• What do you look like? Are you thinner? Looking healthier? New clothes?
  • How do you feel? Are you glowing? Are you happy? Confident? Relaxed?
  • Who is with you? Are you alone or is there others in the picture? How do they look? Are they proud?
  • Where are you? Perhaps on holiday? Indoors or outside? In a social setting or in a new home?
  • What can you hear? Is there music? Ambient noise?

The above are some ideas that help me visualise but I’m sure you’ll find some of your own as well. There is so much we can do to help our imaginations really bring this picture to life.

Once you have created this image in your mind, really let your emotions build around it. Perhaps you have a sense of happiness, excitement, being proud etc. Your mind will start to recognise that this image is important. Since it makes you feel good, your subconscious will take note of this and start to guide you to reach and live like this.

Our subconscious works with images and feelings, but studies have identified our subconscious can’t tell whether something is real or imagined.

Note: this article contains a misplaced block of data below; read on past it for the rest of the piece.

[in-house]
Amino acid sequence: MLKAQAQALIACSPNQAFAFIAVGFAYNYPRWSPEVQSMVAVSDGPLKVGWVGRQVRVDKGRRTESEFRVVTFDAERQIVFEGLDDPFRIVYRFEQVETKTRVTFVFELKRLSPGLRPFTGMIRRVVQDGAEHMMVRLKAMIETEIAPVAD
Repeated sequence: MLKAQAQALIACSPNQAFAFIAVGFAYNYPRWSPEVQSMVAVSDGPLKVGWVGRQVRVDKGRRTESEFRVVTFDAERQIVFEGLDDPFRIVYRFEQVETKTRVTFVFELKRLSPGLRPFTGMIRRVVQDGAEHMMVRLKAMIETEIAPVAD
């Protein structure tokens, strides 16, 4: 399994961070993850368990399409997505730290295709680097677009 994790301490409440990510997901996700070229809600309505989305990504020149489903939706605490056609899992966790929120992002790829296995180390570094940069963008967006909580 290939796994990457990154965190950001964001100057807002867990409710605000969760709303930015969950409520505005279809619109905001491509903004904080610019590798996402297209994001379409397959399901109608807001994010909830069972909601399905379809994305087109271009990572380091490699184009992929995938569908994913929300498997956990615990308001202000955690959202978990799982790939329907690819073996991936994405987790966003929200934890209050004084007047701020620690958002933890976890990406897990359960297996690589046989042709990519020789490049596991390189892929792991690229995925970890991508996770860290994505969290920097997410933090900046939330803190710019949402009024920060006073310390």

So if the image you have created looks so good and makes you feel great, your subconscious will love that. It will want to make sure you get more of it. As such it will keep tracking in the background and alert you to any opportunities on the horizon to help you live your imagined reality.

A simple example of this, most people will identify with, is when you have decided to buy a new car, a pair of trainers or handbag etc. Once you’ve fallen in love with your new whatever it be, you start to see them all over the place!

Now of course there hasn’t been a glut of new cars, shoes, handbags etc since you made the decision to buy, they’ve always been there, but now your subconscious knows it is important to you and is in turn letting your conscious mind know. And voila now we see them more in our lives.

Create a mood board to illustrate why you want to stop drinking